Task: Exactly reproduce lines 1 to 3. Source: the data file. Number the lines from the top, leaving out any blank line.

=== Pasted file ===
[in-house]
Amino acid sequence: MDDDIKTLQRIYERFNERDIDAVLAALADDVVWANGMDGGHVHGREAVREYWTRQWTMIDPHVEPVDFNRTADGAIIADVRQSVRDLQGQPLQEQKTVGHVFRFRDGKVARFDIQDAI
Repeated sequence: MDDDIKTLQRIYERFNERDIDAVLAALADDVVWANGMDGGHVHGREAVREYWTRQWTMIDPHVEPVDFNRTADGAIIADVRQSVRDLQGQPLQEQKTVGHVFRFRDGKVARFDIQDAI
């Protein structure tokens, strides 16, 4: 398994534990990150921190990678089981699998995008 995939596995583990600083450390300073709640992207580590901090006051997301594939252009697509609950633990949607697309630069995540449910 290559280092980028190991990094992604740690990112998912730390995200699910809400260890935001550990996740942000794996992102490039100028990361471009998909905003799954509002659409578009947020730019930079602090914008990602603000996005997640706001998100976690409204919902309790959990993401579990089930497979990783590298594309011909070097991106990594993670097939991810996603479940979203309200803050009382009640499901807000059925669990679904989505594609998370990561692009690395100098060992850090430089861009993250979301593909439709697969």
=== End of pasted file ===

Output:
[in-house]
Amino acid sequence: MDDDIKTLQRIYERFNERDIDAVLAALADDVVWANGMDGGHVHGREAVREYWTRQWTMIDPHVEPVDFNRTADGAIIADVRQSVRDLQGQPLQEQKTVGHVFRFRDGKVARFDIQDAI
Repeated sequence: MDDDIKTLQRIYERFNERDIDAVLAALADDVVWANGMDGGHVHGREAVREYWTRQWTMIDPHVEPVDFNRTADGAIIADVRQSVRDLQGQPLQEQKTVGHVFRFRDGKVARFDIQDAI